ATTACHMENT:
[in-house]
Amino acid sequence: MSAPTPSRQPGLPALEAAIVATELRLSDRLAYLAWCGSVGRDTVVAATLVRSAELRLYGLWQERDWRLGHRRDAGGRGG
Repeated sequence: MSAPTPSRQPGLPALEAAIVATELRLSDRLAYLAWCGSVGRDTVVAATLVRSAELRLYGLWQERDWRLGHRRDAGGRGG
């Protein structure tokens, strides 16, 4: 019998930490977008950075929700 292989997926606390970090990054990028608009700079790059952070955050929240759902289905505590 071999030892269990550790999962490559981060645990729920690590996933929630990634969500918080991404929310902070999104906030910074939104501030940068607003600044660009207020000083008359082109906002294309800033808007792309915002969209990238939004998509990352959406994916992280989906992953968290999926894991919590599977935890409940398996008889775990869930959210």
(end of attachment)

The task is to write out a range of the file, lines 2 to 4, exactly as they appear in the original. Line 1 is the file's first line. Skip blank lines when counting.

Amino acid sequence: MSAPTPSRQPGLPALEAAIVATELRLSDRLAYLAWCGSVGRDTVVAATLVRSAELRLYGLWQERDWRLGHRRDAGGRGG
Repeated sequence: MSAPTPSRQPGLPALEAAIVATELRLSDRLAYLAWCGSVGRDTVVAATLVRSAELRLYGLWQERDWRLGHRRDAGGRGG
């Protein structure tokens, strides 16, 4: 019998930490977008950075929700 292989997926606390970090990054990028608009700079790059952070955050929240759902289905505590 071999030892269990550790999962490559981060645990729920690590996933929630990634969500918080991404929310902070999104906030910074939104501030940068607003600044660009207020000083008359082109906002294309800033808007792309915002969209990238939004998509990352959406994916992280989906992953968290999926894991919590599977935890409940398996008889775990869930959210």